I have stopped asking my friends if they are marching. I now ask where they are marching. The Boston contingent should make a good showing from the number of people I know who will be on the Common on January 21. I plan to get materials to make our signs this week before there's a run on every art supply store in town. It may already be too late — which would be heartening.
A lot of people hated 2016 — so many great artists lost, Prince, Bowie, Cohen . . . — but personally, it was better than 2015. Still, it was kind of lousy. I don't expect 2017 to be any better but miracles do happen every so often. So I guess I am preparing for the worst while hoping for the best, and reality usually turns out to be safely in-between the two.
If you are not a cat person, you might want to stop reading right here.
I am glad to say we made it through 2016 without any trips to Angell Animal Hospital's ER, although we almost went there yesterday. Possum threw up his breakfast, spectacularly, around the living room. I missed the show; I wandered in, still sleepy in my cute new Boden PJs, just as my husband was finishing cleaning the rug with Nature's Miracle Spray. Then he made the rookie mistake of putting the bottle away.
I found Possum in the litter box; it's not a good sign when a cat throws up and then rushes to the box, so I was concerned. He left without producing anything and returned to the living room, crouching, rather than sitting, in a weird, uncomfortable way. He looked different, and unhappy, and I take that seriously. I gave up on my plan to spend the morning in my PJs and threw on clothes so we could drive to Angell in a hurry if we had to. I also called our vet, but the office was closed, of course.
It was on my mind, of course, that we had been watching the wrong cat for an intestinal blockage, and that Possum, not Harris had eaten the elastic from my husband's sleep mask, and possibly the quail Christmas ornament, too. It would be out of character, since Possum is too lazy to smack at ornaments and he rarely does anything with his mouth besides talk and chew, so taking apart a sleep mask is not his style.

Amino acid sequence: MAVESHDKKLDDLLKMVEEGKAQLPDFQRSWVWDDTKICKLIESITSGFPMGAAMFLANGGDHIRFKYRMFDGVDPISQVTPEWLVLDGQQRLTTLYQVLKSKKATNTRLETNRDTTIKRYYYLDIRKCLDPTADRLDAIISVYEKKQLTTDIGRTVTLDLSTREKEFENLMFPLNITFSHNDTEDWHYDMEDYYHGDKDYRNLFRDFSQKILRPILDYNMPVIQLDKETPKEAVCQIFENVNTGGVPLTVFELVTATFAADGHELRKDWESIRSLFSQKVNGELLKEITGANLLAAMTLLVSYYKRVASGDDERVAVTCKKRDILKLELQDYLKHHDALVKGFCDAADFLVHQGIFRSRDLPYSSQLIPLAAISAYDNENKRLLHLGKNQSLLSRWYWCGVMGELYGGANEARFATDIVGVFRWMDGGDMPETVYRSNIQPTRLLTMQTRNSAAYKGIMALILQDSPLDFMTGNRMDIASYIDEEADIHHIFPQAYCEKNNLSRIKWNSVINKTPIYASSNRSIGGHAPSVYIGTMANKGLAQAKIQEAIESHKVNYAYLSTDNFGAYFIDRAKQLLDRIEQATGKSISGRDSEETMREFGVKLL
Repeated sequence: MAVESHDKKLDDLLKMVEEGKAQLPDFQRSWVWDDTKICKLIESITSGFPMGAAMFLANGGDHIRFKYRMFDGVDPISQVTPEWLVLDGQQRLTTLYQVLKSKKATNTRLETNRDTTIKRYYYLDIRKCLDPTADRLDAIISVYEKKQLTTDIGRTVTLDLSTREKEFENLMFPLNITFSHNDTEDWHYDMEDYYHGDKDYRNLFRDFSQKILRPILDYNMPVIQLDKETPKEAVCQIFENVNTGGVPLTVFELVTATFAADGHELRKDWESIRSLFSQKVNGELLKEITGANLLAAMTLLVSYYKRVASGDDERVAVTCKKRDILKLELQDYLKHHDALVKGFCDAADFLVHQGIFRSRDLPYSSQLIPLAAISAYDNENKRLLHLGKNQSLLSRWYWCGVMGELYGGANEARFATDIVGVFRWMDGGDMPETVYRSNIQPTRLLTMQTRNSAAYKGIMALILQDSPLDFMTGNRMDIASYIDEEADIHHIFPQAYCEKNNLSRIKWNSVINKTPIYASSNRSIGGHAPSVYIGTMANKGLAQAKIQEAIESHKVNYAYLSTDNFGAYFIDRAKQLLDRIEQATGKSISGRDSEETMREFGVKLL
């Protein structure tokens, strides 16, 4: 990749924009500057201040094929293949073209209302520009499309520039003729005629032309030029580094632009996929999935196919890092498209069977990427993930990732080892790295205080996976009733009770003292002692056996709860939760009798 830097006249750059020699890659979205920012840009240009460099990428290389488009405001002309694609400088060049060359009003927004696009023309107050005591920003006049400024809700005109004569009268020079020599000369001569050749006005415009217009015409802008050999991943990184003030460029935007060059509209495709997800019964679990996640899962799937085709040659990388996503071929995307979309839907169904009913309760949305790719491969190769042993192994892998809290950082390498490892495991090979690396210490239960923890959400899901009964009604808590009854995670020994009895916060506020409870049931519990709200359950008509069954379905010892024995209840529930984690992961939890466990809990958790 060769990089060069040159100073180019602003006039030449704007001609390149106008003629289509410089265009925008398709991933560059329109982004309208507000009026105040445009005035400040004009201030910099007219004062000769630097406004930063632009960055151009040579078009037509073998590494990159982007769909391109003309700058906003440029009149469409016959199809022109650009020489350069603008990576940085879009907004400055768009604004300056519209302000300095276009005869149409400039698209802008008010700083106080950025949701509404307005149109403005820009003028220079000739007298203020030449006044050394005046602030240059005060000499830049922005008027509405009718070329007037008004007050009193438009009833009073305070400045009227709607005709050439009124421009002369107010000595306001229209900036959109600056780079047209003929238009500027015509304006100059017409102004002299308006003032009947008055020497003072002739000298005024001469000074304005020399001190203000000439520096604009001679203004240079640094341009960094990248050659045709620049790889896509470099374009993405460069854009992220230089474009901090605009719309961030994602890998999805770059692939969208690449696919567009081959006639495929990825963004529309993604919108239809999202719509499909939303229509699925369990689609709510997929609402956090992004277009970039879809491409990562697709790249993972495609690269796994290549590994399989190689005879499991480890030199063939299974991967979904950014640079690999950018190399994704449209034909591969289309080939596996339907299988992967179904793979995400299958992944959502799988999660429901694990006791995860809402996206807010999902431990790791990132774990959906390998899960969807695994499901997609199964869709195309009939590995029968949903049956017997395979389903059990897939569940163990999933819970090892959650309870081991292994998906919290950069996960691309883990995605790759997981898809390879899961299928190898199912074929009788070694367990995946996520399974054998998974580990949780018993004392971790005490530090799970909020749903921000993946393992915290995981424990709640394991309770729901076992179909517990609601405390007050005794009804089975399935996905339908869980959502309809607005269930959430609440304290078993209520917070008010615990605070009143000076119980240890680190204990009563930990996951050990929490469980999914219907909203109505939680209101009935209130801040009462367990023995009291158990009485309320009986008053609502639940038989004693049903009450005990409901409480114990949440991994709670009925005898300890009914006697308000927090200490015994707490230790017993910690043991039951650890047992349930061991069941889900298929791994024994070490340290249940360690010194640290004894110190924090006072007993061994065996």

But one never knows for sure. And Harris seems well and Possy was definitely not okay.
As I watched him in the living room, Possum pooped, spectacularly, and then walked away. Now, he is a gentleman and he would only do such a thing in an emergency, when he was really not feeling well. Judging from the size of what he left, he ought to be feeling a lot better.
I looked at Possum. He looked at me, and he did indeed look more like himself. I put on surgical gloves, and found a plastic fork, scooped up the mess in a paper towel, and took it into the bathroom for some Feline Forensic Analysis. (My technique involved a baggie and plastic fork, and a lot of muttering.) But there was nothing in it that looked like elastic bits or plastic bird carcass. Just a ton of fur.
I disposed of it and returned to the living room to spray more Nature's Miracle, which is accurately named. In the kitchen, Possum joined me to demand another breakfast. "Are you kidding?" I said. "You can't eat now. You need to settle your stomach. Ask me later."
He kept asking, and wolfed down a second breakfast shortly afterward. And then asked for more. He's been fine ever since. Everyone is fine, in fact — eating, playing, napping, and enjoying the new apartment, which has been decorated for the holidays:
You'd never guess that someone's belly is probably full of plastic and elastic. And god knows what else.
In the afternoon we went to tea at the Taj Hotel (lovely) on Newbury Street, and then to a free organ concert at Old South Church. Their Skinner pipe organ is the second-biggest in Boston and can make the floor shake and rattle. Lion would disapprove.
When we came home, Possum was napping on top of my new pajamas. I slid them out from under him, put them on, and decided to spend the evening reading. Unbelievably, it's still October 24 in Old New Yorker Land. It took me about six weeks to finish the October 10 issue, which had a dense but informative article about Karl Marx that required more concentration than I had.
October . . . what a halcyon, hopeful time that was.
As I put my PJs, it occurred to me that some cat would probably soon be doing its darnedest to get me out of them again and into the ER at Angell. It was New Year's Eve, and our cats traditionally schedule their health emergencies over holidays.
"Bring it on," I thought. At least I wouldn't be caught by surprise.
But we got lucky. I fell asleep on the sofa around 8, and turned in early, as four cats were warming the bed. Including Possum, who had snarfed his supper and was his old self again. We missed the ball dropping at midnight and that was fine with us.
I've had insomnia for months (it's purely hormonal) so I'm chronically sleep-deprived. I haven't slept through the night since August 6. I fall asleep easily (in bed, in the car, over long meals, at the movies, during city-hall hearings, visiting family . . .) but I wake up alert in the middle of the night and lie there until I get sleepy again, at about 7, just as the noisy construction projects in the neighborhood get going. So I usually give up, get up, and yawn my way through the day.
The HRT I'm trying is finally starting to work, though. I slept longer last night. Sleep is bliss! I think about it all the time; few other activities seem as attractive to me as being unconscious. Especially these days.
It didn't feel so great to wake up to 2017, even at a reasonable hour. Oh, well. It will be interesting, for sure.